KRAS mutation concurrent with the loss of STK11 is detected in 30% of LUAD and represents a more aggressive subtype recapitulated by the preclinical KrasG12D, Stk11fl/fl mouse model [52,61]. STK11 is a cancer-suppressive gene encoding LKB1 protein that acts as a critical regulator of cellular metabolism and energy sensing by activating AMP kinase (AMPK). Once activated, AMPK inhibits mTOR signaling. Stk11 mutation (and the consequent LKB1 loss) directly induces epigenetic changes and confers a proliferative advantage to cancer cells. LKB1 inactivation leads to the development of a mixture of adenocarcinoma, adenosquamous carcinoma and squamous cell carcinomas in mice [62,63]. Stk11 deletion under progenitor cell-type-restricted adenoviral Cre revealed that CC10+ cells are the predominant progenitors of adenosquamous and squamous carcinoma while SPC+ cells only develop typical LUAD. This suggests that the role of LKB1 is restricted to airway cells and, therefore, its loss in alveolar cells does not significantly affect LUAD originating from AT2 cells [52] (Table 1). As LKB1-deficient cells generate elevated levels of reactive oxygen species [64,65], AT2-derived adenocarcinomas tend to transdifferentiate to adenosquamous carcinoma. This suggests that microenvironmental pressures can modulate features imposed by the cell of origin [64].
In addition, concurrent loss-of-function mutation in Keap1 drives ferroptosis protection in LKB1 deficient tumors [66]. KEAP1 is a key member of the antioxidant response pathway, functioning as a negative regulator of nuclear factor erythroid 2-related factor (NRF2) [67]. Loss of function mutations in KEAP1 activates the NRF2 pathway that is essential for sensing oxidative stress and protecting cells against ROS. Co-mutations of KRAS and KEAP1 represent from 10 to 20% of human LUAD. Kras-driven LUAD with loss of Keap1 arises from bronchiolar cell of origin, likely due to an increased susceptibility of bronchiolar cells to enhanced NRF2 pathway activity [53] (Table 1). Keap1-mutated tumors are dependent on glutaminolysis [67] and activate the pentose phosphate pathway, the inhibition of which abrogated tumor growth [53]. These studies highlight alternative therapeutic approaches to specifically target this unique subset of KRAS-mutant LUAD cancers.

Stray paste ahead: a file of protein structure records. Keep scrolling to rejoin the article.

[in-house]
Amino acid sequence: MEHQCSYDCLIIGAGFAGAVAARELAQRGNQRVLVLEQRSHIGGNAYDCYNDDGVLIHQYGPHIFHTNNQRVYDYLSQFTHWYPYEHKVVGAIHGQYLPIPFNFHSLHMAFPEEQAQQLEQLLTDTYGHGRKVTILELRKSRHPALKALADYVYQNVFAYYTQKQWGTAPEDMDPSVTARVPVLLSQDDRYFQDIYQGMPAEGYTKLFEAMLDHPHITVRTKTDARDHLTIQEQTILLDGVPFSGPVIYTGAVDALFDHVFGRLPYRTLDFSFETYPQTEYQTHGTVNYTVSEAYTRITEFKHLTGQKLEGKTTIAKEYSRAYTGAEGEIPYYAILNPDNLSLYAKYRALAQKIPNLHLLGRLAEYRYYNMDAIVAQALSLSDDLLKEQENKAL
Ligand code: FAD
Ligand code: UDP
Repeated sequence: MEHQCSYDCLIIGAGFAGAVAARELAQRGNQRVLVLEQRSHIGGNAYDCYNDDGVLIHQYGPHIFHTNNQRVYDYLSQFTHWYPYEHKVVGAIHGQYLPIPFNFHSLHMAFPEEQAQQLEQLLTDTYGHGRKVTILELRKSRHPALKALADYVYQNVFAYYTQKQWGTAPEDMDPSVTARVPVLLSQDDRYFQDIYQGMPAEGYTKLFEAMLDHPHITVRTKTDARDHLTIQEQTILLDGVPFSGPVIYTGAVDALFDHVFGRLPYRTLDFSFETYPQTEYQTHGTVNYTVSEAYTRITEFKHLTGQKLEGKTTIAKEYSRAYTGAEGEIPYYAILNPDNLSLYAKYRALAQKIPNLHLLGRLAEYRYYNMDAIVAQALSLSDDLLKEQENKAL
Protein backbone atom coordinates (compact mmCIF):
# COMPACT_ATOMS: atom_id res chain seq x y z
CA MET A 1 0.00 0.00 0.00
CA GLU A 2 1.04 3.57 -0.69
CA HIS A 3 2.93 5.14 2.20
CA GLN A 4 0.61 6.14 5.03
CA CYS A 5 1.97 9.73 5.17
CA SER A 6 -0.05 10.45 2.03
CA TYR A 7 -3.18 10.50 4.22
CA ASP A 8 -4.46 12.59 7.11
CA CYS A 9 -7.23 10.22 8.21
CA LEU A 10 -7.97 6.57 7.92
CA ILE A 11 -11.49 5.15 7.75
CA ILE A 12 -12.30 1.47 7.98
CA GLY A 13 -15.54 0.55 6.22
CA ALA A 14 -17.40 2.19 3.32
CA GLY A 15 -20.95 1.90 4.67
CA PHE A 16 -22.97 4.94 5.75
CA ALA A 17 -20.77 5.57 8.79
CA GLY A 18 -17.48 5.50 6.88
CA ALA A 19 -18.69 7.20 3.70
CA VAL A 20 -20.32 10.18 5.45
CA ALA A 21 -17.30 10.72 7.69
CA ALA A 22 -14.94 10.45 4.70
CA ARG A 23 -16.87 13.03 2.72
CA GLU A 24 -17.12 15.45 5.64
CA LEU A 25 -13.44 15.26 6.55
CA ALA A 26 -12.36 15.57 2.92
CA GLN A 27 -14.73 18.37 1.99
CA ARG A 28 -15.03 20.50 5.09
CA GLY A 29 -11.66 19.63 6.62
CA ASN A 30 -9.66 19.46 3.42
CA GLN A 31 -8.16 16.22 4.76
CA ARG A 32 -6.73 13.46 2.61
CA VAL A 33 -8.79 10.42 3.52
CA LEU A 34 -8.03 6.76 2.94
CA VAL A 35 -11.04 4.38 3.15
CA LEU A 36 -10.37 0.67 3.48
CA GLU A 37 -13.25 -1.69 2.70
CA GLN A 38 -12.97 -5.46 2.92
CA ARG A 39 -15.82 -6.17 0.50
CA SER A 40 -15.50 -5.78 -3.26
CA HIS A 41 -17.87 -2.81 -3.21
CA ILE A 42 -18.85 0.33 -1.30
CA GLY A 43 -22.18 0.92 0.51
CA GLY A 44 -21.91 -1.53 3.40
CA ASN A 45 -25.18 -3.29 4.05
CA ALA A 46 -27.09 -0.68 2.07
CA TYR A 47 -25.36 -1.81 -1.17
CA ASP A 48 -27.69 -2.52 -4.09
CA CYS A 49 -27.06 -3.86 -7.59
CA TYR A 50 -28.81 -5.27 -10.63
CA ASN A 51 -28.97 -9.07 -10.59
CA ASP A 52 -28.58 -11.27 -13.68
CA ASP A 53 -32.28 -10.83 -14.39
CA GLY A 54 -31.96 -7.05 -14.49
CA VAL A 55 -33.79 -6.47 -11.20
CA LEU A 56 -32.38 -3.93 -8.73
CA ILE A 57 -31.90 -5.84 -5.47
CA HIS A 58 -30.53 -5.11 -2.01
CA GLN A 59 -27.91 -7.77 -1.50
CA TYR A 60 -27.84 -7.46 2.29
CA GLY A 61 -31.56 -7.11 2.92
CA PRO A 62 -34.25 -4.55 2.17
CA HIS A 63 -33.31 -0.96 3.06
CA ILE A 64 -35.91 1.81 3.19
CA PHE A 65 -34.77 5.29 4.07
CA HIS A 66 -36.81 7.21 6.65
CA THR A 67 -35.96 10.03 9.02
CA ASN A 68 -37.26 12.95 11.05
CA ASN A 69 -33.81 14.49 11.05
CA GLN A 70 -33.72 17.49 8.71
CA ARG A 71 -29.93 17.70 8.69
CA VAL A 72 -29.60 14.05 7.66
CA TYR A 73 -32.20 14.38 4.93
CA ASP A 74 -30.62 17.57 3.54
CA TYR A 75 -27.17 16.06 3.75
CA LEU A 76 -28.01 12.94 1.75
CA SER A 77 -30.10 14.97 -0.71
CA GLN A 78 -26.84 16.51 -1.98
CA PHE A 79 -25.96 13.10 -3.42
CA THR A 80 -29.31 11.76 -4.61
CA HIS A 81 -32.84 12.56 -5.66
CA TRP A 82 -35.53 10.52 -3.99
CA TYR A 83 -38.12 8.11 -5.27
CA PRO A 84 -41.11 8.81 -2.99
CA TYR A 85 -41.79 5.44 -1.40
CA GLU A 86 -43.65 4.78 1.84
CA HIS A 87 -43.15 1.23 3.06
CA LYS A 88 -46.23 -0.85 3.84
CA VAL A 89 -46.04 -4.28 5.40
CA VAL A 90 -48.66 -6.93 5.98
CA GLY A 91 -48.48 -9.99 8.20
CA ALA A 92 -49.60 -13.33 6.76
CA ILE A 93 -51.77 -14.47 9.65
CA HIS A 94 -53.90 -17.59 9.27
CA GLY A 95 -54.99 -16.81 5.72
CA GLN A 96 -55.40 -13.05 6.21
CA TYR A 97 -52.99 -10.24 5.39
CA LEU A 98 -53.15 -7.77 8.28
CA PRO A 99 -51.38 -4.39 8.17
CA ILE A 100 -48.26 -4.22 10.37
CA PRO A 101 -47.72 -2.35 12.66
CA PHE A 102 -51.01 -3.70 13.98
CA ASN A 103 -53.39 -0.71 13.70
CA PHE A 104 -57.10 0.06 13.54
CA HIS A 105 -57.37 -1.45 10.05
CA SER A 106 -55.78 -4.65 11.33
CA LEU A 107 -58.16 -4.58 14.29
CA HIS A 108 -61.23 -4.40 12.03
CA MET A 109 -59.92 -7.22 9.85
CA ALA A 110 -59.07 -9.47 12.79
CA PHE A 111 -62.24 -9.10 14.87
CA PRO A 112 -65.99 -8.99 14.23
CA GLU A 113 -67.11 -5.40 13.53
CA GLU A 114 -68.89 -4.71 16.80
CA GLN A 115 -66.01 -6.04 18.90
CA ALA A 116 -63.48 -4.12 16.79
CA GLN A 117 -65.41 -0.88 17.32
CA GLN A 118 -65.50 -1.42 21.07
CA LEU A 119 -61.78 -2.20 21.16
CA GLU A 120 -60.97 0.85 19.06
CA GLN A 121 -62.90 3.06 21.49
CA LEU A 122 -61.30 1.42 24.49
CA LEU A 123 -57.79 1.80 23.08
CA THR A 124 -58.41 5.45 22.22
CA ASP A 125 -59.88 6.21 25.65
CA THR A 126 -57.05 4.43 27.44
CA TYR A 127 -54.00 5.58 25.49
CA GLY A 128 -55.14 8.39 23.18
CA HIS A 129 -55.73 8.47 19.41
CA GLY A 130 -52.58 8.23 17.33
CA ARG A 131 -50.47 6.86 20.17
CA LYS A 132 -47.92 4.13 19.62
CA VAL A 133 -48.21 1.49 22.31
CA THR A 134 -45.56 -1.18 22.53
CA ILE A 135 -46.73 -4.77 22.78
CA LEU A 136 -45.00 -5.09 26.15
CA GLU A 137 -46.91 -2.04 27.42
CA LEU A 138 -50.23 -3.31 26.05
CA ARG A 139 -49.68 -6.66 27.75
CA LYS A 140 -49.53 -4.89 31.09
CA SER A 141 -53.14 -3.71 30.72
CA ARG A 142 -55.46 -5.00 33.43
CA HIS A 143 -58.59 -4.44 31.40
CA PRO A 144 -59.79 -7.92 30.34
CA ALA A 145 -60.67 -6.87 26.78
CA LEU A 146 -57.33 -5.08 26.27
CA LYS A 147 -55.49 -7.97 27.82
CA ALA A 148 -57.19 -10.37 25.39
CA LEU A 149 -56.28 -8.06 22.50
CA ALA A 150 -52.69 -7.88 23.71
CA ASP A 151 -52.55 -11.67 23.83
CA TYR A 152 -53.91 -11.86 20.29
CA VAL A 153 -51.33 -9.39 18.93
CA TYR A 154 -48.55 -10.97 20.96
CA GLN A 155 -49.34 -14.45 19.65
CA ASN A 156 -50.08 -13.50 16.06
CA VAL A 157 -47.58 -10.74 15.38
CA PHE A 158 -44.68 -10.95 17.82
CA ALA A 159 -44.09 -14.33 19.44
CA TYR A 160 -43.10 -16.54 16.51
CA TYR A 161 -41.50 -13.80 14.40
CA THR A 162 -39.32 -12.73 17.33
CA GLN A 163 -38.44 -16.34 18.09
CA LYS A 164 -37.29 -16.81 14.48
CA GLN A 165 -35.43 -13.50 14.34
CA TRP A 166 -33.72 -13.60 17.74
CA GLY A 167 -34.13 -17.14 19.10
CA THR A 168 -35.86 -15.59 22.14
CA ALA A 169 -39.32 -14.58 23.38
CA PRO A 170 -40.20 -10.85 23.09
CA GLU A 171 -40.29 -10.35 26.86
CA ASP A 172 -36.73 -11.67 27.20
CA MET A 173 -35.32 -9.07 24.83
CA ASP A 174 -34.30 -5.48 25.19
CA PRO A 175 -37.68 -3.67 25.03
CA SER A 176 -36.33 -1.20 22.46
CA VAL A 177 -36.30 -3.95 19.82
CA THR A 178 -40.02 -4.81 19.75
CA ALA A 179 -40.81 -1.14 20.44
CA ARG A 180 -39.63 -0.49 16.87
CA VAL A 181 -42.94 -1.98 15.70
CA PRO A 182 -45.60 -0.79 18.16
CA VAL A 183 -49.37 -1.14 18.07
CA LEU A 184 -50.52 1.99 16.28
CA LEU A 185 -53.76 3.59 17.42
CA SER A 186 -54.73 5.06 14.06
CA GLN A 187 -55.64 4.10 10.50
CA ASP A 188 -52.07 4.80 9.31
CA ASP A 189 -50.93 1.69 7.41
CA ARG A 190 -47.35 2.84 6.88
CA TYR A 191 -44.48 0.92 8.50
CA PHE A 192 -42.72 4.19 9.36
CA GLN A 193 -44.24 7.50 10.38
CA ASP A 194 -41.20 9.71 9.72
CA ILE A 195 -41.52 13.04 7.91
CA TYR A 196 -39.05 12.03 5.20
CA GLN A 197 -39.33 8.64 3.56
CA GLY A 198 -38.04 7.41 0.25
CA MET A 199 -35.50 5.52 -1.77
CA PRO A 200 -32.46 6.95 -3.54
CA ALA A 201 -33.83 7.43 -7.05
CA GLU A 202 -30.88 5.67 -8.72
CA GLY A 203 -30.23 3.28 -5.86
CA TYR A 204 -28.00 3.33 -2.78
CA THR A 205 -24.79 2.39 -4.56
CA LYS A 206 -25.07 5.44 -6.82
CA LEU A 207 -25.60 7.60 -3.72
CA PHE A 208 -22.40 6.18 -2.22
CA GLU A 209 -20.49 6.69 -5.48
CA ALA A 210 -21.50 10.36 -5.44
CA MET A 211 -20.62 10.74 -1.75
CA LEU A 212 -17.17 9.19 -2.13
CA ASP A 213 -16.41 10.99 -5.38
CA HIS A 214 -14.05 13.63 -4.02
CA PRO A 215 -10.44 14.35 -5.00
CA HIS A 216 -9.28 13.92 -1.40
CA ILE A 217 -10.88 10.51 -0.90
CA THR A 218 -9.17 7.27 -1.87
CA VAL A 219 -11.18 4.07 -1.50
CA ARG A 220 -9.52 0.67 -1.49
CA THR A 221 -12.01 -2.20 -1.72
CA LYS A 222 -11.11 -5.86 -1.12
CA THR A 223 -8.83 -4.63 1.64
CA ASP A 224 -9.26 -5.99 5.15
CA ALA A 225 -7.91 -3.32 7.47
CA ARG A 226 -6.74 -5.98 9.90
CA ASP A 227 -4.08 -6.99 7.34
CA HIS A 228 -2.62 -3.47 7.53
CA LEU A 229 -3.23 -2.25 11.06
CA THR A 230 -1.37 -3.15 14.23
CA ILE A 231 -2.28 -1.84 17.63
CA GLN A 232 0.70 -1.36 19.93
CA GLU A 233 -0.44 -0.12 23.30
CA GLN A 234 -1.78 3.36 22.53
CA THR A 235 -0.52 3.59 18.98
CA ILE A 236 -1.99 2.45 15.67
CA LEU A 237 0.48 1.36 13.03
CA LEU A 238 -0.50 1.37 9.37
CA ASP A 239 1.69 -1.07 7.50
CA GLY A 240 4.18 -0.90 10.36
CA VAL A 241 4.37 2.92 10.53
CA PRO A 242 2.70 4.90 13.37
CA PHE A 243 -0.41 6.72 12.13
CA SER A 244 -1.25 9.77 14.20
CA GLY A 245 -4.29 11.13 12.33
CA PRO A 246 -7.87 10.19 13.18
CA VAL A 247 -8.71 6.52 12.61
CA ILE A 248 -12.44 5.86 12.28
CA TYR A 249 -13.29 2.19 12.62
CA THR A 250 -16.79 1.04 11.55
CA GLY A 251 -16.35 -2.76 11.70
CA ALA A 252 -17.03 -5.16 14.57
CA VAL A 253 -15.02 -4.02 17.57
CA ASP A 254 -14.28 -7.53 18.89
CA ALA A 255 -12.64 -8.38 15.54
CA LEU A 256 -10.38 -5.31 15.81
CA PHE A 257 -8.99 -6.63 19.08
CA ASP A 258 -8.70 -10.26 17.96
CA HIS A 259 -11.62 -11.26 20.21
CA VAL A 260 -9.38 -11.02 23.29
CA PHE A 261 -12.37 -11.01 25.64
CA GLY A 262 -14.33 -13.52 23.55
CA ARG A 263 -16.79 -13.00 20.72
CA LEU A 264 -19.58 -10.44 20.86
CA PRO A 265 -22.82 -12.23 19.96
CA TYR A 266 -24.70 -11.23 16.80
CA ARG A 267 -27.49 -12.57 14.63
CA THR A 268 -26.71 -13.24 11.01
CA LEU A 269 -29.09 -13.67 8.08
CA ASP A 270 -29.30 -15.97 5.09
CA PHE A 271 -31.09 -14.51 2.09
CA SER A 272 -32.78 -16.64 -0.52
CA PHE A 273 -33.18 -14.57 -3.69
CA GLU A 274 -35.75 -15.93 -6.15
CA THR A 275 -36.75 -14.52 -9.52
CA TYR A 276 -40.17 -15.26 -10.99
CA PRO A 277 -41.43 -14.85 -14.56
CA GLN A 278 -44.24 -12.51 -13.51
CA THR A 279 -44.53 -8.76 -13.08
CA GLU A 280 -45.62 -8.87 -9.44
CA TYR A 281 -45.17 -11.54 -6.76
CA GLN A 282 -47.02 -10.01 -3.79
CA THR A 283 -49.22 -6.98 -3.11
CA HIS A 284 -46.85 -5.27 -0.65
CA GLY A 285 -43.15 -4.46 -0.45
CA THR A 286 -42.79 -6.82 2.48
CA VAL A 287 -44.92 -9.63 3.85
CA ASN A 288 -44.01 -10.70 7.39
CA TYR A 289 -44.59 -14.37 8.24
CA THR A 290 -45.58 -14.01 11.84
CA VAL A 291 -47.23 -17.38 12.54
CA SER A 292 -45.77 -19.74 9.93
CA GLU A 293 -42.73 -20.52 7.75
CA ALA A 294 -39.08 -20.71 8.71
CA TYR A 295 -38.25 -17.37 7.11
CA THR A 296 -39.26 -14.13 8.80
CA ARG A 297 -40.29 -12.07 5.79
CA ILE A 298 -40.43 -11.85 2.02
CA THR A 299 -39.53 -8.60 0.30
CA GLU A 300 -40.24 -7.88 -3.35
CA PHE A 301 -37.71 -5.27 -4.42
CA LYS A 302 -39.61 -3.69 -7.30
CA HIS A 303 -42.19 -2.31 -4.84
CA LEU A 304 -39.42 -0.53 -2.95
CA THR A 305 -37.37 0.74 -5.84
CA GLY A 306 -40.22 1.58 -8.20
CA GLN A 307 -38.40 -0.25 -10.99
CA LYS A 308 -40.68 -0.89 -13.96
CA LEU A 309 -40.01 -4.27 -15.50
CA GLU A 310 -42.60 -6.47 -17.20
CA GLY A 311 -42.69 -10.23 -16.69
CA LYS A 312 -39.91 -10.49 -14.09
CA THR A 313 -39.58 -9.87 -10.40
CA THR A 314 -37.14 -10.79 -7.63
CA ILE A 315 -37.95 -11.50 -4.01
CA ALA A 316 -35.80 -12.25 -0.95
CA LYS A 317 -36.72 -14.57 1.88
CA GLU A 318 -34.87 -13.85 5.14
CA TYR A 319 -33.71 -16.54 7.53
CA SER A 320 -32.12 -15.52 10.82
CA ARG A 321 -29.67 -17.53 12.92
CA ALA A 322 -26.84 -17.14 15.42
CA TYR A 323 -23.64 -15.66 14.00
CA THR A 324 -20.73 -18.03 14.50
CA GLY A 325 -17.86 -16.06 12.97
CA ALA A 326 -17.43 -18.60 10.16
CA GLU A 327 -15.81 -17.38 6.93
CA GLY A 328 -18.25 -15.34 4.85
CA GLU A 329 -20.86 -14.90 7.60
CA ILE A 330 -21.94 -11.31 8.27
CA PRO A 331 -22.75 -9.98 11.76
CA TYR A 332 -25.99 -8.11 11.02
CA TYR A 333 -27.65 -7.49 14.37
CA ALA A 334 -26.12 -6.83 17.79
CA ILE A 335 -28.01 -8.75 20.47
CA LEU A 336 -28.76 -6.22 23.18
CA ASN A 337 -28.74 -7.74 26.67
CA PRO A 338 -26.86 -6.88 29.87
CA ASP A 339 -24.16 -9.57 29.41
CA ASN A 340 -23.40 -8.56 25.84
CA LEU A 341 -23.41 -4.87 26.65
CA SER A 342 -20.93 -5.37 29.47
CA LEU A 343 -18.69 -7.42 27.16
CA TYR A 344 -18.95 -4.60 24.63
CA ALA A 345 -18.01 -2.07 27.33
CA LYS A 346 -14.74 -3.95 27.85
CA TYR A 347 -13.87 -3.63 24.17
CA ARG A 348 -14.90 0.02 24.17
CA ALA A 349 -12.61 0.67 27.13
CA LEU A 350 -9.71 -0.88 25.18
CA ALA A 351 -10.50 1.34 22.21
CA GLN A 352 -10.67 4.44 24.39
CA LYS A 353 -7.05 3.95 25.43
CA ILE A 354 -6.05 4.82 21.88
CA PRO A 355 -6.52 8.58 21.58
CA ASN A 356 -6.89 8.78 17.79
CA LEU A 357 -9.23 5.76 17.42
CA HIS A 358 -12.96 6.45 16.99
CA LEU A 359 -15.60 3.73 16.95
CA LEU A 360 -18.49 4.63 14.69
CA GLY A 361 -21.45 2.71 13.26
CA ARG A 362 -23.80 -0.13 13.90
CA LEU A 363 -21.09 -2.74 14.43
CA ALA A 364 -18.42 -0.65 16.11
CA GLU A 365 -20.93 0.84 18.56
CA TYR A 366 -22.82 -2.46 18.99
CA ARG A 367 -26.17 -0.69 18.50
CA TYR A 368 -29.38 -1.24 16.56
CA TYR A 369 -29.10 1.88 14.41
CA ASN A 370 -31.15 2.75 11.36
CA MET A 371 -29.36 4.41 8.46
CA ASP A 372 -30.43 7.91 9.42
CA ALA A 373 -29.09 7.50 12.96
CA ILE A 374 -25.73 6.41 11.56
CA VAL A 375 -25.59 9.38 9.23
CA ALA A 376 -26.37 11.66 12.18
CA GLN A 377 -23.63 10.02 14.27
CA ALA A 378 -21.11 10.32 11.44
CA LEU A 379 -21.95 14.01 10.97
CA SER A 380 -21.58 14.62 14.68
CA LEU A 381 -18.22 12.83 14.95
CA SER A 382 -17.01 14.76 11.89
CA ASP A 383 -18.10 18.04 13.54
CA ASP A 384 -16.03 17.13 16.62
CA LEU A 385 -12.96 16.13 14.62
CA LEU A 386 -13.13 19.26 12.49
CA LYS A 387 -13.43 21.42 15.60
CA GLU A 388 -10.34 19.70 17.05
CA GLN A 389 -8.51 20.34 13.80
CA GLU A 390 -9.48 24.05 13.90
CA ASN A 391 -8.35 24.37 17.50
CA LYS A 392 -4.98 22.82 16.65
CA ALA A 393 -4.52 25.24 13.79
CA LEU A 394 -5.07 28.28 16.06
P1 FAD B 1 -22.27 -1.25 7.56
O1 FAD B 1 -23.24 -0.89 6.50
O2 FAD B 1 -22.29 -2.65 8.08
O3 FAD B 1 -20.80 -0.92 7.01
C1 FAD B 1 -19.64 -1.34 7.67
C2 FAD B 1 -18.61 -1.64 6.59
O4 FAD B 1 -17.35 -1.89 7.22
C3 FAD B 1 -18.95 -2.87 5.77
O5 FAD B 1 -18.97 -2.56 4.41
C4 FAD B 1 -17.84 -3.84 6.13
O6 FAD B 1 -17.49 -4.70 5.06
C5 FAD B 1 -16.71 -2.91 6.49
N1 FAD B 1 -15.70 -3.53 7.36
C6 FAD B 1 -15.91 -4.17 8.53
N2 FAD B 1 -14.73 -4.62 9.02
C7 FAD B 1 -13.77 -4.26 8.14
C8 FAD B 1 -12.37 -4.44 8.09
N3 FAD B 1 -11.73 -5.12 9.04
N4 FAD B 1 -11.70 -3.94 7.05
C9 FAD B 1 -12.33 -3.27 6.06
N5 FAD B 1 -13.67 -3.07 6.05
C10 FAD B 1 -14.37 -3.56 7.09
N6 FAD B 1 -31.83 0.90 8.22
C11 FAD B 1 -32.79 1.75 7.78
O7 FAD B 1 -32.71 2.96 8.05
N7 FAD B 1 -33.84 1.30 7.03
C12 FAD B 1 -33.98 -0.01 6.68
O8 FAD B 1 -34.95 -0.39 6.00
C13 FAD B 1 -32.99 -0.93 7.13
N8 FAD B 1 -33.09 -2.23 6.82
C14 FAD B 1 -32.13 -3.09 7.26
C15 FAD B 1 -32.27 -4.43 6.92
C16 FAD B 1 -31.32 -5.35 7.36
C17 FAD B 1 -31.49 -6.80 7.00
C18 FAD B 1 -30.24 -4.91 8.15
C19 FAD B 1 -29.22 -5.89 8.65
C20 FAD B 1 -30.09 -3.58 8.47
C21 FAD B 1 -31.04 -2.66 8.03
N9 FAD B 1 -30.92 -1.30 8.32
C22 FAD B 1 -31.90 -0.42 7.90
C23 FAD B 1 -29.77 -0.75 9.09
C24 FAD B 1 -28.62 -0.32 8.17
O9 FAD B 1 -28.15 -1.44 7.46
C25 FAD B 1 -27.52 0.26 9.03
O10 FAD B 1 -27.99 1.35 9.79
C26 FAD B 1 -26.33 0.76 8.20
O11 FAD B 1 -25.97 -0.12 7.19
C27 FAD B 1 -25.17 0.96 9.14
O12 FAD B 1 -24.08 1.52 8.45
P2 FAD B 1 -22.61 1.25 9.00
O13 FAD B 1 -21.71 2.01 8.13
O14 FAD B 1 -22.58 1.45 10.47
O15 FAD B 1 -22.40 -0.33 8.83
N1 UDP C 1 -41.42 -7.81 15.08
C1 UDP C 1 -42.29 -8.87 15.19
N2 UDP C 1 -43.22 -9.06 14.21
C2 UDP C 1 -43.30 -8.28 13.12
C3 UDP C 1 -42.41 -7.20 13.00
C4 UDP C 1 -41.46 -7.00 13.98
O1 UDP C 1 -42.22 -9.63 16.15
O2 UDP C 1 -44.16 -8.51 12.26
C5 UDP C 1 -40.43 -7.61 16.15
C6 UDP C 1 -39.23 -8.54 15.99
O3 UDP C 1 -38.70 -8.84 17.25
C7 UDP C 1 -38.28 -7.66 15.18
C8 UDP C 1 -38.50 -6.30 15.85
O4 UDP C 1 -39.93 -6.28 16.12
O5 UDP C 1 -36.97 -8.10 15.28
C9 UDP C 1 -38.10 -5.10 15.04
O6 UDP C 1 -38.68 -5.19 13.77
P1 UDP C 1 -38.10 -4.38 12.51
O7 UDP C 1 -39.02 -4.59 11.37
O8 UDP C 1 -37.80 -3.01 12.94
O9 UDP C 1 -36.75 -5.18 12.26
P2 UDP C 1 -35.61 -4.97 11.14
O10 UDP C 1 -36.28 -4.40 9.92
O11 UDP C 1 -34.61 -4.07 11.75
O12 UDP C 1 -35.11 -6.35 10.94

Altogether, these results suggest the cell-of-origin combined with the genetic alteration profile of the tumor can dictate the LUAD histopathological phenotype and specific vulnerabilities.